In Robert B. Cialdini's book, Influence: Science and Practice, he examines the psychological complexity of sales processes, and most importantly, how we get someone to say, “Yes.” A crucial concept to understanding these practices is the trigger feature, which is a person's neural response to stimuli. Not everyone has the same trigger feature because we do not respond to situations or dilemmas in the same way, but the strong emotional feelings that we all experience—happiness, sadness, fear, anger, surprise and disgust—are standard amongst all humans, and thus, can be somewhat predicted.
Now, as stated, these trigger features are universal, so as a salesperson it is not diabolical or overtly manipulative to be knowledgeable and sensitive to people's emotional responses. This is simply being an emotionally aware person, and a people-centered salesperson. Because knowing why your client is happy, sad, fearful, angry, surprised and disgusted is as important as knowing what they are feeling in the first place.
AEC Trigger Features
First, the trigger that you would “pull” as an AEC salesperson is dependent upon the advantages your firm emphasizes. For example, if you do high-end work, or cater more toward economically efficient projects. In all cases, here are some examples of "triggers features" that your salesperson could employ.
Danger / Safety (for Established Firms or Who Have Won S.T.E.P Safety Awards)
This itrigger would be especially useful for jobs that would involve intricate construction, perhaps in a small and overpopulated site where passersby could get injured. Emphasizing the complexity of the job, the fact that the process is enormously difficult and dangerous, while highlighting your firm’s commitment to safety, as noted in your S.T.E.P award, can instill fear in the client that it could be dangerous to hire anyone else. Imagine if someone was hurt in the process? Fear is a remarkably powerful trigger.
Quality / Competition (If You Specialize in High-End Work)
This is also potentially a fear trigger, but also anger, surprise, or pride. Imagine if a client has many competitors in the area. The other competitors have invested in their infrastructure to have high-quality facilities. Making the client aware of the high level of craftsmanship being performed, and that if they are going to be competitive in this market, they need to also show the same level of commitment, is a way to entice them to feel strongly about their decision to hire you.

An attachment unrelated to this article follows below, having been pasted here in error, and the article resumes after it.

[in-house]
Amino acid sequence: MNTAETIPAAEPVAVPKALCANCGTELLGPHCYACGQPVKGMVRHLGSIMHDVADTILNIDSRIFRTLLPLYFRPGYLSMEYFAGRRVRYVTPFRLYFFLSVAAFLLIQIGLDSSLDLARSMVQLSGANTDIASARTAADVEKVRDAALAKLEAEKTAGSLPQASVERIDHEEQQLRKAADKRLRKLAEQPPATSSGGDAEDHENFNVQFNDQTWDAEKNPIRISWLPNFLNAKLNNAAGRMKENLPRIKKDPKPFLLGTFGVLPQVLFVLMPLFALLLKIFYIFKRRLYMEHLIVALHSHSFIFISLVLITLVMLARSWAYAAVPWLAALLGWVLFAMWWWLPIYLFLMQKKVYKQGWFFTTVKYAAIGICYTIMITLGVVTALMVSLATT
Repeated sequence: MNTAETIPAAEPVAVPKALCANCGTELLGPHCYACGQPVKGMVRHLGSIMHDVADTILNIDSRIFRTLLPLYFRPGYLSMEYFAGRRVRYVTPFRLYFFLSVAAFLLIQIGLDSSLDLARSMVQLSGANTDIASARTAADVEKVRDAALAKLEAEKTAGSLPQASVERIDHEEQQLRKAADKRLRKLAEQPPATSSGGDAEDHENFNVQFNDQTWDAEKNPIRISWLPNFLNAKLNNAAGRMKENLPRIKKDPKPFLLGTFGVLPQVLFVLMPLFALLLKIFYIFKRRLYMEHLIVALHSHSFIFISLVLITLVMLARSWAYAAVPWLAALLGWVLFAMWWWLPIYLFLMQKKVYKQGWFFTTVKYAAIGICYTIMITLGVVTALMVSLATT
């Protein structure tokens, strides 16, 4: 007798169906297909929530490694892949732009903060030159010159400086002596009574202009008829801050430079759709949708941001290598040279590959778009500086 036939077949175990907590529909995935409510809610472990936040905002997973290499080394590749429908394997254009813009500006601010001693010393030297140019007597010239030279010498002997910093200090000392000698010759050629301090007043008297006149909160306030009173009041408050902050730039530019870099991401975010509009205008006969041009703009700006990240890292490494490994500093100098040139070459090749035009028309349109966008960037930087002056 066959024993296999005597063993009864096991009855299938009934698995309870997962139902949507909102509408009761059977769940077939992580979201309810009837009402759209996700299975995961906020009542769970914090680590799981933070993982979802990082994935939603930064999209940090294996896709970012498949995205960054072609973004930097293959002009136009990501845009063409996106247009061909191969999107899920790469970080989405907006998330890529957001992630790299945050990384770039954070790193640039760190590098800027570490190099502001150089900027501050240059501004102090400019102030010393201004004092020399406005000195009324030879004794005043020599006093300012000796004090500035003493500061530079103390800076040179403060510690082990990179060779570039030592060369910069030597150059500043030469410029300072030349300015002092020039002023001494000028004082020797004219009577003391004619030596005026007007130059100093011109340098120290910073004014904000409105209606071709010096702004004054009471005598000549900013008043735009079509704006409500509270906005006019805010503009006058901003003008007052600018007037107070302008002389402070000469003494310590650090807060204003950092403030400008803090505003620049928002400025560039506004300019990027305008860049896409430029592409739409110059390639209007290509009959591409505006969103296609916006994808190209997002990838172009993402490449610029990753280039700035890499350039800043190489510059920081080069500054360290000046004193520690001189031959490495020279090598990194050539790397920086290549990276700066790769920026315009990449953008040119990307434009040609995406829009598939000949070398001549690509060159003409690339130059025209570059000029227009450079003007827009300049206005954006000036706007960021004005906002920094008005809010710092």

Within this trigger is the idea that the economy is thriving, which, depending upon where you live in the US, and the type of services your client provides, may be true. Texas, for instance, has witnessed tremendous growth recently, whereas Southern California still seems to be bouncing back from the Great Recession.
Financial Concern (Great for Economically Efficient Firms)
Who doesn’t worry about money these days? Either you want more of it because you need it, or you’re worried you’re going to lose what you have worked so hard for. Money is clearly a huge motivator for businesses, and something to highlight is the hard times we are currently facing. Pushing that button that it sounds like for your client to cut some corners, and that your firm just so happens to be brilliant at cutting costs, might be that final trigger that brings the client over to your team.
Why Are We Facing Hard Times? But Business Is Good?
Business may be great, but the fact of the matter is that China is in a recession, and it’s unclear when they’ll get out of it, and if the worst is yet to come. If China’s economy topples, this will have a tremendous ripple effect throughout the world. Also, 2016 has already seen a rapidly fluctuating and unsteady stock market in the US. Because of China, and the lack of confidence in the European Union, investors are weary of buying assets, which serves to create liquidity in the financial markets. To sum up, business may be moving slowly in the coming year, so if your clients feel this crunch, and want to cut costs, perhaps emphasizing your ability to save them money is a good idea.